You may feel lonely, but you are not alone. We invite you to learn more about Meghan's book, and to hear from others who are coping with chronic illnesses…We will update the stories here as we hear more from you...


email me


I love hearing from readers, and I believe stories are key to making our lived experience visible to others. I invite you to reach out with your stories: I won’t be able to answer each email, but I read all of them, and I will periodically share stories and insights from all of you–the people who are the Invisible Kingdom–here.

I also like to remind people that I’m a writer, not a doctor or scientist, so I am not able to give medical recommendations, but I hope that each of you finds the care you need. 



Wednesday, May 18 at 6pm ET
MGH Russell Museum of Medical History
Virtual event with Suzanne Koven, MD
Register here

Friday, May 20 at 11:15am ET
Autoimmune Warrior Summit
Virtual keynote and panel with Aila Health
Register here

Wednesday, June 15 at 7pm ET
The National Arts Club
Virtual event
Register here

June 22 to June 25
Aspen Ideas: Health
In person event
Purchase ticket here


June 22 - June 25
Aspen Ideas: Health

May 18 at 6pm ET
MGH Russell Museum of Medical History

June 15 at 7pm ET
The National Arts Club

May 20 at 11:15am ET
Autoimmune Warrior Summit

Virtual event with Suzanne Koven, MD
Register here

Virtual event with Glenn Raucher
Register here

Virtual keynote and panel with Aila Helath
Register here

In person event
Register here

I invite you to share your story by tagging me on Twitter (@meghanor) and/or Instagram (@meghanor) with the hashtag #invisiblekingdom to help make invisible illnesses more visible.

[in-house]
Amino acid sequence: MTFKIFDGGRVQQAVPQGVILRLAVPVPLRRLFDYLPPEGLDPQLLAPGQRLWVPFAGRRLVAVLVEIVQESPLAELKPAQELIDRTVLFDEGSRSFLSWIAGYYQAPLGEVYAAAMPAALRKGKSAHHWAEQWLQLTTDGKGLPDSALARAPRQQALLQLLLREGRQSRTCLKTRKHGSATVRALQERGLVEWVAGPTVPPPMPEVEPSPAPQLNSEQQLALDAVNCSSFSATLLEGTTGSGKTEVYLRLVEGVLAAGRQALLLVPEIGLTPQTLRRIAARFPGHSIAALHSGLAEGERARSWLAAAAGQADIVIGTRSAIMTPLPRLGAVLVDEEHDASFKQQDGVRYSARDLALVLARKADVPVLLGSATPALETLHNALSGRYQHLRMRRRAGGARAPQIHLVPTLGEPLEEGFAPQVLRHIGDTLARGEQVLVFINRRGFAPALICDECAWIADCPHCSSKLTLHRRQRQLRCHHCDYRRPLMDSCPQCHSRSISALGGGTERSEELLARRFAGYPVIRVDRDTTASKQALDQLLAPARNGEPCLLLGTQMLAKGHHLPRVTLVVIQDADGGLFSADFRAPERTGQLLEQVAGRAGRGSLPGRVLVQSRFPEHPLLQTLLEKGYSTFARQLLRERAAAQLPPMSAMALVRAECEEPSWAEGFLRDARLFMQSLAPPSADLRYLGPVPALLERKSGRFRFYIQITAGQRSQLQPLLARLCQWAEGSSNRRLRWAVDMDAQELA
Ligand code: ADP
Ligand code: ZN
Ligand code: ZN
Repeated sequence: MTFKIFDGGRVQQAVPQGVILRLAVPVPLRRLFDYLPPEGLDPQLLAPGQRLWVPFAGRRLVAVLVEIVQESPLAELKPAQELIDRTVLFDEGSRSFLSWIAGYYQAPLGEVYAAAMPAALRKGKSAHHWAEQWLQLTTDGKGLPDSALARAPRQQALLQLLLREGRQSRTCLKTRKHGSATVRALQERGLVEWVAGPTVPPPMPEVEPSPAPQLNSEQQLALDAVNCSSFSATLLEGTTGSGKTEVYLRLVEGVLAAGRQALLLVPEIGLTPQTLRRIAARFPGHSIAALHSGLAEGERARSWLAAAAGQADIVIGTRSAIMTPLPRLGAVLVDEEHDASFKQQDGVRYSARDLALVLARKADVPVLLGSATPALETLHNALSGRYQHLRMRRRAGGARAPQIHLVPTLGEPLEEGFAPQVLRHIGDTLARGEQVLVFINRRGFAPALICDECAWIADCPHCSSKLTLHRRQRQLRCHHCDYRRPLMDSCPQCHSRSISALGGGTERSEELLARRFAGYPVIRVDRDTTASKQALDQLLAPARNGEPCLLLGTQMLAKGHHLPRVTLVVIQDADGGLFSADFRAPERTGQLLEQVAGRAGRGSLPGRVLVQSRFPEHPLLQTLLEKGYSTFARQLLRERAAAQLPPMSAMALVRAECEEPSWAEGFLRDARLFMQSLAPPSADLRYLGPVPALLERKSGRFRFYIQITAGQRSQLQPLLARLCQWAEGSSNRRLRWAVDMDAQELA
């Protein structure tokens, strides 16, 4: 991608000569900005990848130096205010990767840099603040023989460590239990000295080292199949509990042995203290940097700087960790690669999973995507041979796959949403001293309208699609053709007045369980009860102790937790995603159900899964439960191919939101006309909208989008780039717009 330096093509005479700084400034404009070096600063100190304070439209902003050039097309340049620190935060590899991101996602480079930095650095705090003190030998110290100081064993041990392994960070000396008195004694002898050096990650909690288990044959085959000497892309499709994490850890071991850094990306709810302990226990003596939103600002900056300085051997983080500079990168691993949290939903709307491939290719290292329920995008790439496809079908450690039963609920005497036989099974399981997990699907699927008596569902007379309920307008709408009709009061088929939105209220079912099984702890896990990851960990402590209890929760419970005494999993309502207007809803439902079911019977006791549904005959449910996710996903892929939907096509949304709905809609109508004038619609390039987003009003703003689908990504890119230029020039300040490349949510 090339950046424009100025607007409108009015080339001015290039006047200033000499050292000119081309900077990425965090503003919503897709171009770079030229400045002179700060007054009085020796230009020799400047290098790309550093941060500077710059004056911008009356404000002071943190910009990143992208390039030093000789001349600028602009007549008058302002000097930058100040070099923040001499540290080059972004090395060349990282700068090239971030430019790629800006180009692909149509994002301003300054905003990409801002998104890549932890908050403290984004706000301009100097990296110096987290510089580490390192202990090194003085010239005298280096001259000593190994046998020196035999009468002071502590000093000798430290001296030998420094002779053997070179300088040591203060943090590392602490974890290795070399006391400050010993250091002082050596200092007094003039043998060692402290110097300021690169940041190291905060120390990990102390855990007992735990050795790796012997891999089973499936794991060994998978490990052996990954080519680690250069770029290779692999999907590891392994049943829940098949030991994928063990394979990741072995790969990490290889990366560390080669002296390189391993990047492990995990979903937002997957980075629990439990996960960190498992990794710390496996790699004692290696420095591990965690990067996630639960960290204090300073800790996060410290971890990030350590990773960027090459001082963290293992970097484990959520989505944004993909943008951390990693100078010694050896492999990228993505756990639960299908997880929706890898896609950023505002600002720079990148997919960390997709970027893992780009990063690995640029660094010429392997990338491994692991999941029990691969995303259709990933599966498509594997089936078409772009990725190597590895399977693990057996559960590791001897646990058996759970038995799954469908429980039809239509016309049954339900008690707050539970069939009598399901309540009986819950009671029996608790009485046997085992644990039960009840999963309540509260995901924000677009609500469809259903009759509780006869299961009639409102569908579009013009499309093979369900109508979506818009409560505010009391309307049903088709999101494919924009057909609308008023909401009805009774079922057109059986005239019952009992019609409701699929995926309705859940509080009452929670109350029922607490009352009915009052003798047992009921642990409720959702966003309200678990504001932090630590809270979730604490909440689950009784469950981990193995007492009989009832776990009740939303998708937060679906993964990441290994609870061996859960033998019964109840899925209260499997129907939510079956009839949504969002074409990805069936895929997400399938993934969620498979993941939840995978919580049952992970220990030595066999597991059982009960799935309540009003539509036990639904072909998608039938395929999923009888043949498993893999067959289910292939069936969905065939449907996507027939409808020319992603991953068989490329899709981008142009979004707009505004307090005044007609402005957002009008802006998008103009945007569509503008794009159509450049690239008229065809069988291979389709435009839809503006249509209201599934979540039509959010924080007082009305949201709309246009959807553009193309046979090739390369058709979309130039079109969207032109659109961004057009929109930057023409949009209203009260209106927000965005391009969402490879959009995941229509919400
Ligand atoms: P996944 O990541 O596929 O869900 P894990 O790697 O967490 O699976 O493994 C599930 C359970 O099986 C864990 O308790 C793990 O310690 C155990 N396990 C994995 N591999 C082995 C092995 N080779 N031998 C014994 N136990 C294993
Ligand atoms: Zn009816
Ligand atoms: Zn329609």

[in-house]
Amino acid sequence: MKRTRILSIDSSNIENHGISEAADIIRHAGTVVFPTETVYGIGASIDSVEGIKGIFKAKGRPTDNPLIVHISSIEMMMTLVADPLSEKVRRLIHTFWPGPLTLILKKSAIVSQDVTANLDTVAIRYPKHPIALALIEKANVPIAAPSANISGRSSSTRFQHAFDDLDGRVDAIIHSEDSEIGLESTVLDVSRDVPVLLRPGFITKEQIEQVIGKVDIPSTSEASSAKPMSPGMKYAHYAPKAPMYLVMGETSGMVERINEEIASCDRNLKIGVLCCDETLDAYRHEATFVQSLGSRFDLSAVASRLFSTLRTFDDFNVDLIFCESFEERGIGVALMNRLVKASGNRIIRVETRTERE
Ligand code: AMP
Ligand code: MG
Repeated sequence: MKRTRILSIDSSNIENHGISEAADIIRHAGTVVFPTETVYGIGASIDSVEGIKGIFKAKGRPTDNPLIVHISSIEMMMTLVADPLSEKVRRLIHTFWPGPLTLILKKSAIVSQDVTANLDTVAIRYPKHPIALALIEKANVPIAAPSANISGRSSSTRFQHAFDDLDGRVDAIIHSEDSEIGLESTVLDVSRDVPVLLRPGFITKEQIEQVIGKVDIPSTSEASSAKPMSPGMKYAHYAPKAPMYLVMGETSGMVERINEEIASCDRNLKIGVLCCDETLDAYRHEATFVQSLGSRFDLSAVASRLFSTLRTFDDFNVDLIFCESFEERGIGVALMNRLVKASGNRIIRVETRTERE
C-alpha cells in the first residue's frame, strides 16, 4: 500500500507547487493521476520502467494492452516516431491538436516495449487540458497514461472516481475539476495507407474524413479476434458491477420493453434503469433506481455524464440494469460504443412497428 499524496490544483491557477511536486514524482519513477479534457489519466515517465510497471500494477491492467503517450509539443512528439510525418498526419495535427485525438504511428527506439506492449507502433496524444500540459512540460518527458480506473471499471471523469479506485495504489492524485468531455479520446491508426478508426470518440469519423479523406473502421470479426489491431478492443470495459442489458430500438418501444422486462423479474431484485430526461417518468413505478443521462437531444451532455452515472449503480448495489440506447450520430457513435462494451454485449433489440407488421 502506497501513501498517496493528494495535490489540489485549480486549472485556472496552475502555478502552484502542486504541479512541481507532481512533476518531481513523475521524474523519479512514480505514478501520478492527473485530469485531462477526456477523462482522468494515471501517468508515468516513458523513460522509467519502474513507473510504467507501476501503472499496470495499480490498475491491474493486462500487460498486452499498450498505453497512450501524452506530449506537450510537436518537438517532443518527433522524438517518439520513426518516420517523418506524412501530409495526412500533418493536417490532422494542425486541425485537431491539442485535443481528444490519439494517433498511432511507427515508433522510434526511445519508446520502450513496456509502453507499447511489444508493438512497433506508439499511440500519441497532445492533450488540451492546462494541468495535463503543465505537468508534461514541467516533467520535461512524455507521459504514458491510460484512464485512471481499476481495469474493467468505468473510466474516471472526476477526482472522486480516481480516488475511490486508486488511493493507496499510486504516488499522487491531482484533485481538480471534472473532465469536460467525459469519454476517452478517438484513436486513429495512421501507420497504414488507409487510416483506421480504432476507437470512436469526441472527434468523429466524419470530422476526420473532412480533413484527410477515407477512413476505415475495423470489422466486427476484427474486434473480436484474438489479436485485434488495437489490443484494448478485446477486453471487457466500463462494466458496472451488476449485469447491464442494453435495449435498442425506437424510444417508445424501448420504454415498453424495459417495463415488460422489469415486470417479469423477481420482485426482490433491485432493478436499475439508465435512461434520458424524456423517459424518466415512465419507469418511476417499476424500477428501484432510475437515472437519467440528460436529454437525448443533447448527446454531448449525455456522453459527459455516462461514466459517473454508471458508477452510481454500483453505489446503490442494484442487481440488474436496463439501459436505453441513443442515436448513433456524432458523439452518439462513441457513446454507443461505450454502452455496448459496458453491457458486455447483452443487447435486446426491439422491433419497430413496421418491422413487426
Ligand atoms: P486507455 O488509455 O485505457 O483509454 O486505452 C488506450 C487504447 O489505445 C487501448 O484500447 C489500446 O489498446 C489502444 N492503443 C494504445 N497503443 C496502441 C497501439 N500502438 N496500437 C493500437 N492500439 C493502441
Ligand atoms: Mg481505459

“You don’t wear a sign; it's an invisible illness. I usually look normal. But sometimes I feel like hell and people say, 'Oh, really? You look fine.' And I think, 'They’re not believing me.' 

— Bobbie,  Mixed Connective Disease, Primary Biliary Cholangitis

“It's terrible to feel alone with this, there's that moment in the room with the doctor who's excited about seeing this freaky thing and explaining it to you where you feel so accompanied… And then you leave his office, and go home and start googling almost as a way to continue the connection. But ultimately you're only going to see him when you're sick, when you're having a flare, or whatever, and he's moved onto the next thing… But the pain–it’s terrible. And it brings on hopelessness, which is really debilitating also. Sort of like, it's going to be like this forever.”

— Ann

“I have a lot of harbored resentment for being sent away with prescription for anxiety medications, for not being taken seriously. At least ten doctors sent me away saying “You’re fine.” Not that they didn’t do some research, but they didn’t look deeper into the problem!” 

— Diana , Ankylosing Spondylitis, Polycystic Ovaries, Arteriovenous Malformation

“I’m amused when people ask me, “have you tried this or that,” because it’s such a given that I have tried it all already after twenty years. All I do is try to think about things I haven’t tried”

— Michael, Ehlers-Danlos syndrome

“The way that I have explained it is to tell people that OK, you realize that COVID can kill: there is a small percentage who die. There is also a huge percentage of people who get better. But you need to allow for the third possibility, that there is a third group, somewhere in between, who just do not get better. We do not die, thankfully. Yet we do not get better. And, unfortunately, this is the club you do not want to belong in. But this is where I am. That is what I want people to understand. There are a lot of us here.” 

— Nitza, Long COVID

Here are just a few recent stories and testimonials … We hope they inspire you as much as they have us.